Napoli smoked two home runs Saturday to power Boston to an 8-3 win over the Los Angeles Angels at Fenway Park. The first baseman, who has struggled for much of the season, suddenly looks locked in at the plate. And it couldn’t come at a better time for the Red Sox, who had lost three straight.
“The way I was hitting, it wasn’t helping us,” Napoli said after Saturday’s victory. “We’ve got a lot of good hitters in this lineup, and we’re definitely better than what we’ve been doing out there. We’ve just got to keep going, keep grinding and everyone in this clubhouse is going to do that.
“We know that we can be a great offense, but we’ve got to go out there and be able to do it.”
Napoli returned home Tuesday with a .162 average and a .551 OPS following a road trip in which he went 4-for-27 with 11 strikeouts in eight games. He hadn’t had a multihit game — let alone a multihomer game — since April 25, and it was reasonable to question how the Red Sox were going to address the issue because, at the time, Napoli’s woes made for a serious black hole within Boston’s stumbling lineup.
The Red Sox never truly arrived at a crossroads, however. Napoli posted back-to-back two-hit performances against one of his former teams, the Texas Rangers, while drilling his second home run of the season in the process. Finally, there was something to build on. And now, Napoli looks poised to ride one of his trademark hot streaks after beating up on his other former club on back-to-back nights.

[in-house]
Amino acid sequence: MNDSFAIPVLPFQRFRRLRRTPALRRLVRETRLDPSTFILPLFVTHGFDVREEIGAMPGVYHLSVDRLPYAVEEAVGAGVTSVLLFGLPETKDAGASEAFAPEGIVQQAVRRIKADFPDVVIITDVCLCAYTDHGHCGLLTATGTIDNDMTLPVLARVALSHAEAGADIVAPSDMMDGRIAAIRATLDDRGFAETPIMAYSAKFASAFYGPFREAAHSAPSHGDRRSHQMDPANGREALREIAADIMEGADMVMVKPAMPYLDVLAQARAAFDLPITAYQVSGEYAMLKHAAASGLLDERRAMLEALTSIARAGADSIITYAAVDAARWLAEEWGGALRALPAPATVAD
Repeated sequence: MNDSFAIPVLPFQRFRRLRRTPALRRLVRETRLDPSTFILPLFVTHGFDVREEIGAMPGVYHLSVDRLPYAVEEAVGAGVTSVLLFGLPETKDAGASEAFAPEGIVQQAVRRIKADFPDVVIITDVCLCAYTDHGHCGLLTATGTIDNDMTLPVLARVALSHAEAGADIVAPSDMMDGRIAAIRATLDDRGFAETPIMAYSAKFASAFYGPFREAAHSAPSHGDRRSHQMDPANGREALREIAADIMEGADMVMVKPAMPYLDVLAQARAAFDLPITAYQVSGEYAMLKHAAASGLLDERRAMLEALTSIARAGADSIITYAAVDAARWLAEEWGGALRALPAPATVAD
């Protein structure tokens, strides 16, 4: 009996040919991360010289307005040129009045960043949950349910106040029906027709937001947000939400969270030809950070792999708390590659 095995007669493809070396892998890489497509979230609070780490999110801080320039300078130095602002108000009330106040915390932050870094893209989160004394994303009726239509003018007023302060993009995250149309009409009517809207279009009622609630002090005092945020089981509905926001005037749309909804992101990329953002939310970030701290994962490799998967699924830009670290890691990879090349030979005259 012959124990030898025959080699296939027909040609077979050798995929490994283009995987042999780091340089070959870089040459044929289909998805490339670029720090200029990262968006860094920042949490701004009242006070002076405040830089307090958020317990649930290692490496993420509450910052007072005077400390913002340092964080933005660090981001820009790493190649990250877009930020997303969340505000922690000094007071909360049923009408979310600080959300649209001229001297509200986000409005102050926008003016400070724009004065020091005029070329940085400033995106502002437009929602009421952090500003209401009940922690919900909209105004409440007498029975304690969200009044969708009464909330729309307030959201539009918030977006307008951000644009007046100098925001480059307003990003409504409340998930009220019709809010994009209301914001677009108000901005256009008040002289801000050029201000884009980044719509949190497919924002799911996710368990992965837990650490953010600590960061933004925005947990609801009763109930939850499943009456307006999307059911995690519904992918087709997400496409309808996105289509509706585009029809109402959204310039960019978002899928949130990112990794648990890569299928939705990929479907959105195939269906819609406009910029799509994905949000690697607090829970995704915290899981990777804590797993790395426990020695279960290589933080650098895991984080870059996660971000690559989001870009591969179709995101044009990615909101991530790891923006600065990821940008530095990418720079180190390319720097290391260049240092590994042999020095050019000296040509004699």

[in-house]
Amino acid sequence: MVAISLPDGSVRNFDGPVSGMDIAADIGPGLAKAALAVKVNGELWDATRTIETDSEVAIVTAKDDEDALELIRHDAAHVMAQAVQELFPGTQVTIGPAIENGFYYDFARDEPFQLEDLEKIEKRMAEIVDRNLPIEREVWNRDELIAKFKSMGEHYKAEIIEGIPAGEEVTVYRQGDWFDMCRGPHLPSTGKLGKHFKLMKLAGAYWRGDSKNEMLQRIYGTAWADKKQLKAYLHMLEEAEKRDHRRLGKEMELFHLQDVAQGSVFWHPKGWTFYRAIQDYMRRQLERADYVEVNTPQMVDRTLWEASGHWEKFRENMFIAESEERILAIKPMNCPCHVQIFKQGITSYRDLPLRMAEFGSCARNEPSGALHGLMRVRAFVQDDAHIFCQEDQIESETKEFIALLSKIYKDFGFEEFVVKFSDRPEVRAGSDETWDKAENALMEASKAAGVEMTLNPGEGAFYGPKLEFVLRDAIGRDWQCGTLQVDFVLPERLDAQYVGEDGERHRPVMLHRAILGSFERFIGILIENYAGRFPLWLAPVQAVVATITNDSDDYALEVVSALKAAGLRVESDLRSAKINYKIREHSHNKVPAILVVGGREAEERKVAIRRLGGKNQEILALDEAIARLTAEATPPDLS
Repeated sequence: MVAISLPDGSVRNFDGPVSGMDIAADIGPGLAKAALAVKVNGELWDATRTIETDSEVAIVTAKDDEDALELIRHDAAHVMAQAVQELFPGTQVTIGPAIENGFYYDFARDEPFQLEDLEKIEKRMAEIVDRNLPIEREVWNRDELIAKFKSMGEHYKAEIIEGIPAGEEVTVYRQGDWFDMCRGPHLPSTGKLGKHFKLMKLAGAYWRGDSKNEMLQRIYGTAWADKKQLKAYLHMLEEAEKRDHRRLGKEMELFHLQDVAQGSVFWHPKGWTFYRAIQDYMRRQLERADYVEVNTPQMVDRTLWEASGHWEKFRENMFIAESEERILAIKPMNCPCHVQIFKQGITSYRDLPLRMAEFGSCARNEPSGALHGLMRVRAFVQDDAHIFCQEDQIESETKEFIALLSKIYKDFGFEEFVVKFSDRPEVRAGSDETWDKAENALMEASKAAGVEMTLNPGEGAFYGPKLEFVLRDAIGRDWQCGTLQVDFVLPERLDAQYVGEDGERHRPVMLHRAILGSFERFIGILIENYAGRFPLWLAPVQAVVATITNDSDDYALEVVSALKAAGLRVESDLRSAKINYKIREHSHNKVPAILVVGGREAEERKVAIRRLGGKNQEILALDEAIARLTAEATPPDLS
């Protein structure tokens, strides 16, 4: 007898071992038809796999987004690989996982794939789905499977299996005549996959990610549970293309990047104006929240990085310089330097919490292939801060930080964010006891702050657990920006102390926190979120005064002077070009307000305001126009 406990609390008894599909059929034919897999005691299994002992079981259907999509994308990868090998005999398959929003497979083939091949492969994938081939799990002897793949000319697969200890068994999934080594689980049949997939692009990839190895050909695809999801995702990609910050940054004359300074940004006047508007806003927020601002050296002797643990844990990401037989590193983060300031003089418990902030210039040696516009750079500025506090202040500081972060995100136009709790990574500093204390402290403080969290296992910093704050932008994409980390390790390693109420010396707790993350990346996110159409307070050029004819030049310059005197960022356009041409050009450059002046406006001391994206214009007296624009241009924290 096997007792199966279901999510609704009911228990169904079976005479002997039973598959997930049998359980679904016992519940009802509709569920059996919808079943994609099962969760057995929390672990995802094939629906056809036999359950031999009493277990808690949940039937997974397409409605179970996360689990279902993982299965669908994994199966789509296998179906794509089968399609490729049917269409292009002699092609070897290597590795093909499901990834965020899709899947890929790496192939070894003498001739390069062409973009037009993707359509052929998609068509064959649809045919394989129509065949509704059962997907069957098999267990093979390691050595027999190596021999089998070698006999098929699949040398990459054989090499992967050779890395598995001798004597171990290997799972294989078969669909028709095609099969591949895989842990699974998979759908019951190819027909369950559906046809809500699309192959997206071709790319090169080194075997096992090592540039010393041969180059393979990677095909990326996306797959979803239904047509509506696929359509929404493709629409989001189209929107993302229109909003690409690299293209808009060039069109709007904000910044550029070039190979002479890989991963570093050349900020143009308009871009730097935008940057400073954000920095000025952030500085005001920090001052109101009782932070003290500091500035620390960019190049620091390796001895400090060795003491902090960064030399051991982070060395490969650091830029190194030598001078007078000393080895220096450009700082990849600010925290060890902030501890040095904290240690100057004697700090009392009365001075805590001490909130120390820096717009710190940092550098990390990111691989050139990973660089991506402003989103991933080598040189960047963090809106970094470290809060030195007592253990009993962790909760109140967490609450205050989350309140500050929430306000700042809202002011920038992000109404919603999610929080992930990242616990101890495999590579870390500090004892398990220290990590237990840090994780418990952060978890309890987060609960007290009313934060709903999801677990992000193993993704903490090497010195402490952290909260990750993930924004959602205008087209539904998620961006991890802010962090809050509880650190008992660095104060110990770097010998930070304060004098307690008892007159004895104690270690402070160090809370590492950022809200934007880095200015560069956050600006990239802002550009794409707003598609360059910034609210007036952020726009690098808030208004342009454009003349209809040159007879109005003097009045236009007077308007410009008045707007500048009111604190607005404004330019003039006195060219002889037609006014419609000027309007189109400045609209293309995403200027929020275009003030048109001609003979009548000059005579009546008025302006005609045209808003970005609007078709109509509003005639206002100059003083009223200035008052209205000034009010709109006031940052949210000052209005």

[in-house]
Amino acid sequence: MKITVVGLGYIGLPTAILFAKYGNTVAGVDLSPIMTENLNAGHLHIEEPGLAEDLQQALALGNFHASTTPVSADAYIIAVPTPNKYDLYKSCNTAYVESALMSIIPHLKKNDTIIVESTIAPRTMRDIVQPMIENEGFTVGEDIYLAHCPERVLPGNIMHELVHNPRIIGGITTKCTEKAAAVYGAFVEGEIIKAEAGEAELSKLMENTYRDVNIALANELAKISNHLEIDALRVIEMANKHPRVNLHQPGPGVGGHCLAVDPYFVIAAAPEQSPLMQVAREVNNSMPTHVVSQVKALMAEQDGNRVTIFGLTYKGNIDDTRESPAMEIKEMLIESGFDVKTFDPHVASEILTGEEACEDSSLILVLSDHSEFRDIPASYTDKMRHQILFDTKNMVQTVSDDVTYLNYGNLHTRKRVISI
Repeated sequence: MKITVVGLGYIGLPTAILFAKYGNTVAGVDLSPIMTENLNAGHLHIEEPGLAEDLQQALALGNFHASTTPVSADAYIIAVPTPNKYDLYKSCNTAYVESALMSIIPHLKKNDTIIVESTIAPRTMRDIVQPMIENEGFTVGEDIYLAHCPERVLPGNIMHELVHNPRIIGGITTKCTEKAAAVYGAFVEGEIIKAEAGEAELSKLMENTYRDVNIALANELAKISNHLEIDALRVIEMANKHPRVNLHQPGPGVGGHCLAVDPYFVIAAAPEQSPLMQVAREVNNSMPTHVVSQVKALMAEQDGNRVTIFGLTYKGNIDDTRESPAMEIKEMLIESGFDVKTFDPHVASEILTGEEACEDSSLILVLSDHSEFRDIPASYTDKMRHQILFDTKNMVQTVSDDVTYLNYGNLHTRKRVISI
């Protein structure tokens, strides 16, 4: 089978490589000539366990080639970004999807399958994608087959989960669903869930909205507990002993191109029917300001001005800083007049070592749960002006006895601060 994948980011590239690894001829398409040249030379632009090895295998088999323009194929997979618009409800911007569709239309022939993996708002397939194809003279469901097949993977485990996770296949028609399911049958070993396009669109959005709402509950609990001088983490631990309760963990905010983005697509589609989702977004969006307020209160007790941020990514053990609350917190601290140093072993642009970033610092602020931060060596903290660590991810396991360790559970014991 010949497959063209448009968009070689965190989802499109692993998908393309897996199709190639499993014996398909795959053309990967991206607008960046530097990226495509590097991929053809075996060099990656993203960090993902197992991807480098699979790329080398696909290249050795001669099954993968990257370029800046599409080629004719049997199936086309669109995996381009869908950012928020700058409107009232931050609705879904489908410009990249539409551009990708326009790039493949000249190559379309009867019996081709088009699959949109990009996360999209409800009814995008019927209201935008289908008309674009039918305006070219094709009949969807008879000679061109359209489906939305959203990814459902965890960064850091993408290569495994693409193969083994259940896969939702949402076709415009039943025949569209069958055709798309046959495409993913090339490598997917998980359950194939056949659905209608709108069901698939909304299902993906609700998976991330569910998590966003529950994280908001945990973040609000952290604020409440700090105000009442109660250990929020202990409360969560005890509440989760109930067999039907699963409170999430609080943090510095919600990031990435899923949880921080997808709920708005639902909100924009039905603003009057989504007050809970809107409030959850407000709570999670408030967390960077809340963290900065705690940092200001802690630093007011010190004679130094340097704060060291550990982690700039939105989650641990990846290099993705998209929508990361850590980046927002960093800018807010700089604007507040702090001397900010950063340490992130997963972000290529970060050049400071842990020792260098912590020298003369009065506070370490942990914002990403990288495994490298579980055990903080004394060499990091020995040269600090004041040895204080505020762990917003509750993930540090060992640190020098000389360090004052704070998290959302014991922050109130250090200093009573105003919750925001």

“I feel pretty good. This is a time where I have to maintain what I’m doing right now in the cage and my (batting practice). I know where my hands have to get,” said Napoli, who has three homers in his last two games. “It’s a good feeling to go in there and be able to compete and not try to think what’s going wrong with my swing or anything. I’m going to try to keep that muscle memory.”
Napoli, whose homer Friday was a bright spot amid Boston’s disappointing 12-5 loss, wasted no time Saturday in leaving his mark. He homered into the Monster seats in the second inning to cut the Angels’ lead in half after Los Angeles jumped out to a 2-0 advantage against Red Sox starter Steven Wright.
Napoli wasn’t finished. He again got the best of Angels starter C.J. Wilson in the sixth inning, when he absolutely demolished a two-run homer over everything in left field to give the Red Sox a 4-2 edge.
Perhaps the most encouraging aspect of Napoli’s effort was the manner in which he went yard. Napoli turned on a 3-2 fastball on the seventh pitch of his first at-bat in the second inning, and he took advantage of a hanging 3-1 curveball in the sixth inning. Talk about feasting on whatever the opponent throws your way.
Pummeling the Angels — the team that drafted him in 2000 and traded him in January 2011 — isn’t new to Napoli, as he owns the best all-time slugging percentage (.716) and OPS (1.163) against the Halos since 1961. But Napoli’s success against specific teams is neither here nor there. The important thing is he’s finally helping his current team at a time when the Red Sox need an infusion of energy.
You have to live with the peaks and valleys when it comes to Napoli. He’s a streaky hitter who might endure a rut every now and then, but he’s also capable of doing serious damage once he’s rolling.
And guess what, folks? He’s been rolling ever since hitting the Tarmac in Boston earlier this week.
Thumbnail photo via Winslow Townson/USA TODAY Sports Images
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